After removal of the two items, the re-run of the principal axis analysis of the remaining 4 items shows that they explain 75% of the variance with two factors extracted. All items in this analysis had factor loadings of >0.5 and communalities (extraction) of >0.25. The pattern matrix of the factor loading is presented in Table 4. Item no. 1 (“Cognitive errors in general have important impact towards clinical decision making in emergency medicine”) and item no. 2 (“Being aware of cognitive errors help me to be more careful in my clinical decisions”) load on Factor 2 whereas item no. 5 (“The understanding of cognitive errors and its impact on clinical decision making and patient safety should be made a component in emergency medicine curriculum in postgraduate training”) and item no. 6 (“The understanding of cognitive errors and its impact on clinical decision making and patient safety should be taught at undergraduate level”) load on Factor 1. Hence, we labeled factor 1 as the “educational interventions to reduce the risk of cognitive errors” whereas Factor 2 is labeled as the “impact of cognitive errors in clinical decision making”.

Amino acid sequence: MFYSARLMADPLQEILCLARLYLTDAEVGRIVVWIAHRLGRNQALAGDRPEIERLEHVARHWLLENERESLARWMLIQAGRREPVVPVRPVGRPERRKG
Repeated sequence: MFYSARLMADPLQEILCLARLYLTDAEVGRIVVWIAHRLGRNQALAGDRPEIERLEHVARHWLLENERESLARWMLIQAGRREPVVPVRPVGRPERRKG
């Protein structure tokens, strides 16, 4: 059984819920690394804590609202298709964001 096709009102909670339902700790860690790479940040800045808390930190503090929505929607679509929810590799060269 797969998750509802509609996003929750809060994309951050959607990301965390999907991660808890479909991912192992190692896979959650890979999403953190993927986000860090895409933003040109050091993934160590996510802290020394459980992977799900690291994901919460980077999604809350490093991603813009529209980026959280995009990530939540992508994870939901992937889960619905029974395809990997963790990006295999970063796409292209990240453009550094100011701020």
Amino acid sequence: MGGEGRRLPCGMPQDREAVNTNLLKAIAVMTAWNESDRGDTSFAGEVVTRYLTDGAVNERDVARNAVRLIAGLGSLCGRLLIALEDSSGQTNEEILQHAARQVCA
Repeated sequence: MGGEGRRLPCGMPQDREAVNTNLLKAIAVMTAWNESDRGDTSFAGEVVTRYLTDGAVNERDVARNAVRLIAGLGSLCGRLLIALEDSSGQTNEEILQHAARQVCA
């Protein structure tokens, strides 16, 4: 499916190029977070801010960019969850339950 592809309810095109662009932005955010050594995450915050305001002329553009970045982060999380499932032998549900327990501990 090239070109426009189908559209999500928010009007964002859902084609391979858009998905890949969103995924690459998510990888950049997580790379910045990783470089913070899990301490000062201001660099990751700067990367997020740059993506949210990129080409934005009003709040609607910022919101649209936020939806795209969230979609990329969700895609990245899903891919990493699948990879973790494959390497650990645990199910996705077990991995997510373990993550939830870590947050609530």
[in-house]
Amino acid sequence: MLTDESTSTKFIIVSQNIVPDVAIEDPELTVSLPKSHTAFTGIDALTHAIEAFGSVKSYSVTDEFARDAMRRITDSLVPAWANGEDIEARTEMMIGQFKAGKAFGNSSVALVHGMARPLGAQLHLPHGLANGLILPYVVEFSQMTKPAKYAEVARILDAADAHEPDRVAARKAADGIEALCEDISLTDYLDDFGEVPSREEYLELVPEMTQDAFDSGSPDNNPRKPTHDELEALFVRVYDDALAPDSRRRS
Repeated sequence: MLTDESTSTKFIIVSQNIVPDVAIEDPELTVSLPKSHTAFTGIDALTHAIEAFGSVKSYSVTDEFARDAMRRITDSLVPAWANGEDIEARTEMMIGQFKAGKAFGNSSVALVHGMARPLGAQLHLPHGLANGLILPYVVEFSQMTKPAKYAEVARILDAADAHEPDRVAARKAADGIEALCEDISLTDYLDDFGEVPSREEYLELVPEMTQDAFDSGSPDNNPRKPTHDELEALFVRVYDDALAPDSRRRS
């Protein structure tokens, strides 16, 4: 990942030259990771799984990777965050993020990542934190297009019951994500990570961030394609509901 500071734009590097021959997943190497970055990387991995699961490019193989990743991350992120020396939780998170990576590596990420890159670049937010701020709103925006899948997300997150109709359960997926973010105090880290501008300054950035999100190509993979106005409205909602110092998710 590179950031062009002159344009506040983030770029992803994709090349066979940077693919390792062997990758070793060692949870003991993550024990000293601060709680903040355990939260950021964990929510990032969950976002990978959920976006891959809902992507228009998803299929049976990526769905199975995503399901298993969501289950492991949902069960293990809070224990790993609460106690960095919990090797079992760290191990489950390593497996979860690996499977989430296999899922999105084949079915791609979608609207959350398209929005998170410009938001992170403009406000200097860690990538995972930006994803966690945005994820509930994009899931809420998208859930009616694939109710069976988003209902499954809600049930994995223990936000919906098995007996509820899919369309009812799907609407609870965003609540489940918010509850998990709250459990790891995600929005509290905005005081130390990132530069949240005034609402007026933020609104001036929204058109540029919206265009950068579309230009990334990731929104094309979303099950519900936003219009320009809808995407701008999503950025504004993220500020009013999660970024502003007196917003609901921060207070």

Both factors in Part A yield a Cronbach’s alpha of 0.676 and 0.635 respectively and no further improvement in the Cronbach’s alpha values could be achieved by deleting any of the items. Cronbach’s alpha for Part B is 0.657. Similarly, no further improvement in Cronbach’s alpha value could be achieved by deleting any of the items in this part. In the finalized version of the CATChES questionnaire (Table 5), the sequence of the factors is logically reversed, with Factor 2 placed first before Factor 1 for Part A of the questionnaire.
Based on the content validity evaluation of Part A and B of the questionnaire, all items were retained as they were shown to have excellent content validity in terms of their relevance in clinical setting.